You're probably familiar with the phenomenon: you're laying motionless in bed deep asleep. Unexpectedly your morning alarm clock sounds (surely it can't be time to wake up already) and then the sluice gate opens: All the meetings, reviews, errands and responsibilities of the day flood your conscious mind and break your bubble of sleep. Your body is still at rest and your eyes are trying to open, but the mind is already awake devising tactics, plans of action and all manner of mitigating measures to negotiate the day ahead.
During the transition from sleep to wakefulness, your psyche is in no mood to contemplate the realities of the day: it wants to recoil, continue sleeping and avoid any challenges and demands that lay ahead. (That's why you press the 'Snooze' button and consider calling in sick at work.) Yet you still think of them and you know you have to wake up. With such a mixture of thoughts and conflicting emotions, waking up feels awful. Your mind is laden with what's to come for the entire day and you haven't even reached the bathroom as yet. Talk about a rude awakening.
This is surely not a good way to greet a new day. Sometimes you may have a demanding schedule ahead of you, but often you can also find yourself with a pretty good schedule, yet waking up still feels dreadful. This is because feeling worry, anticipation and mild anxiety when breaking out of sleep is a formed habit. Once you're dressed and fully awake your mood is more objective and balanced; it's just getting past those unpleasant few minutes after your alarm clock rings that you need to see off.
Prepare for the Next Day Today
A good night's sleep and a pleasant awakening start well before night falls. Unsolved or unmitigated issues have a way of constantly re-surfacing in your mind, so by compartmentalizing these issues and having even a rough plan in place you can lay them to rest until the next day.
Thereafter leave work with sense of knowing that your mind is unconsciously working in the background to produce favorable solutions for tomorrow, and proceed to place your attention on more leisurely and mundane topics like dinner or your evening run. In fact, refuse to indulge anything serious. When you have quantified, rationalized and mitigated an issue it is far less likely to intrude your psyche at unwelcome times, like when waking up.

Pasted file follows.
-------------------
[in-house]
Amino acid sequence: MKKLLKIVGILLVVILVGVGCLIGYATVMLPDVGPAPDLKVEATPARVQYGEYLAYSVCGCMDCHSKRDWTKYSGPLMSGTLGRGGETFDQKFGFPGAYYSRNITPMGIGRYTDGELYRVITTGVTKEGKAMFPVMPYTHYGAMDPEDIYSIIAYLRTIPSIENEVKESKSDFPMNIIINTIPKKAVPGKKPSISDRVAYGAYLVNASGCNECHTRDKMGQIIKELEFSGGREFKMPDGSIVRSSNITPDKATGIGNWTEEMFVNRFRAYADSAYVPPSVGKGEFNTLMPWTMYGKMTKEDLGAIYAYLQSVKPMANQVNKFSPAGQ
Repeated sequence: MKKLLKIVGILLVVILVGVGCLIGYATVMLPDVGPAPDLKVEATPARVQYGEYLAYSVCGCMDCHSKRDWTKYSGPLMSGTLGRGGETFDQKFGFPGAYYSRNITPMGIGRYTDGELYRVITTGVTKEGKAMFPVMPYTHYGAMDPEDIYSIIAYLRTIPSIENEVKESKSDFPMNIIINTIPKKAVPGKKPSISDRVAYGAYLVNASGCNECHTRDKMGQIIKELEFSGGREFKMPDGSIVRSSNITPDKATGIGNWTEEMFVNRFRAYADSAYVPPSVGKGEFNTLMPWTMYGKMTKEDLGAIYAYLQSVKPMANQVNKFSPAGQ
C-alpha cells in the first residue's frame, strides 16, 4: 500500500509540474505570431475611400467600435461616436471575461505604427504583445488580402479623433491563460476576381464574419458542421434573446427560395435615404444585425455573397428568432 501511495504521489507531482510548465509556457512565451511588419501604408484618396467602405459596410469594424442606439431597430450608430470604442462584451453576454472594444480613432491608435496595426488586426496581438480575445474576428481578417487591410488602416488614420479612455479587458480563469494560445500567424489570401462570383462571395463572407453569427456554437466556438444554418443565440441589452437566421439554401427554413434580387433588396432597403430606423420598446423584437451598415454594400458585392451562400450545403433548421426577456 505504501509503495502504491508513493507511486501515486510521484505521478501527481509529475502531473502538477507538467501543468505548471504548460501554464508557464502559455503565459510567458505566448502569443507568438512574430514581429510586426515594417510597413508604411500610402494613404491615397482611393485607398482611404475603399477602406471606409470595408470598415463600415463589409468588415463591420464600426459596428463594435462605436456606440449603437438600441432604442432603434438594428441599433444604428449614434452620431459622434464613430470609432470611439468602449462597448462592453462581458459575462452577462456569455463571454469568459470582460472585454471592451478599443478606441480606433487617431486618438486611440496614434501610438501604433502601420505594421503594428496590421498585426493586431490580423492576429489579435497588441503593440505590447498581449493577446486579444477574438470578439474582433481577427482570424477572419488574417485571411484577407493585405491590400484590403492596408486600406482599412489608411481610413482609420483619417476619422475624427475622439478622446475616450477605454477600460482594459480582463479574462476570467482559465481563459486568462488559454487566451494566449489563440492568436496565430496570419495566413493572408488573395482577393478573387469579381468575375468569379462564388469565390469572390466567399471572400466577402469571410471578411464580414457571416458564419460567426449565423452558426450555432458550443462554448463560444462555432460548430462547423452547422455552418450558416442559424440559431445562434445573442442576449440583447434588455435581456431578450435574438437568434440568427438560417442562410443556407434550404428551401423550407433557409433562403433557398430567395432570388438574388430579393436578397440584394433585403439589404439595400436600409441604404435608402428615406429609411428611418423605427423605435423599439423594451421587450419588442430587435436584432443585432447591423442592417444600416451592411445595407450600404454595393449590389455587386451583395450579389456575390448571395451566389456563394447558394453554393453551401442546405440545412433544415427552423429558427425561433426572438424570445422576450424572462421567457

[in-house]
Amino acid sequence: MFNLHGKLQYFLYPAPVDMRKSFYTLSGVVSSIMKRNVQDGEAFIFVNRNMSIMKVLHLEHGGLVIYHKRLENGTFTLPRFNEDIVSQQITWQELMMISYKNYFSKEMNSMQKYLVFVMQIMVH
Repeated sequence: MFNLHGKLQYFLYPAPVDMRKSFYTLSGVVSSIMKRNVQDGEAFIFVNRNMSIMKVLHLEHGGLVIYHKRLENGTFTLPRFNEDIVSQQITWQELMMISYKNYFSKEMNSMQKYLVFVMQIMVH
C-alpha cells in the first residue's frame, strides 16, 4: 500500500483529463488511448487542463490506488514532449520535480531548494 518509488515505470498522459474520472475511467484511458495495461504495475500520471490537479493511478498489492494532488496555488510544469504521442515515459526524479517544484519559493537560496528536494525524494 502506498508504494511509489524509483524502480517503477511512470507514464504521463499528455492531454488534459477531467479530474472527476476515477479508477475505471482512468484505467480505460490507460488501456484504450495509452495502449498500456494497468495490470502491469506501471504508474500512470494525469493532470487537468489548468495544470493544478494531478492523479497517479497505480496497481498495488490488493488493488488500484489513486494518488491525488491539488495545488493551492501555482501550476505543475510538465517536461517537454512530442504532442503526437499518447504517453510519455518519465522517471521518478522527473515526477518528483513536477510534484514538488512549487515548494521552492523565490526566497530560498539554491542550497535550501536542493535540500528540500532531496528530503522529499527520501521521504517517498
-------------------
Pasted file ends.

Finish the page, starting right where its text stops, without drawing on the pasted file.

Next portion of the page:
Make sure you start moving and stretching gently as soon as your eyes open in the morning, before you start thinking too much. This way you are immediately pre-occupying your half-conscious brain with something gently physical, and in so doing you help to divert it from thinking about 'heavy' topics.
You need to develop the ability to re-focus your attention as soon as you start to anticipate and dread what the day has in store...especially when you're feeling groggy in the morning. It's hard to control what you think about when you are still half asleep, but it can be done with some gentle physical provocation. Don't allow yourself to sit up and think about the day ahead -- there will be plenty of time to think later on.
Once you are out of bed, an excellent way to sidetrack the mind is with a simple morning ritual. Some pray, while others go for a walk in their yard. When your morning ritual becomes the first thing you do every day, it prevents you from thinking about other burdensome topics. So after stretching and perhaps walking around a bit, your attention will then be placed on your rituals rather than the five reports you need to submit by the end of the day.
Once you have activated the muscles, performed your rituals and inhaled some fresh oxygen, you're fully conscious and would have averted the dreadful "just woke up" feeling.
Remember it's a Unique Day
Anticipation is based on past situations and experiences. But past situations and experiences have little to no bearing on the day ahead of you, and trying to predict what will happen is pointless. If it happens, it happens. If it doesn't, it doesn't. Worrying about it more won't prevent it or help you to negotiate it better.
Through consistent application of the above practices, such a transition can be phased into your mornings. The thought processes you follow when you awaken is a habit, and the feelings you have are largely based on perception. Both feelings and perception can be adjusted. Instead carrying painful connotations then, waking up can become an energizing transition to full consciousness.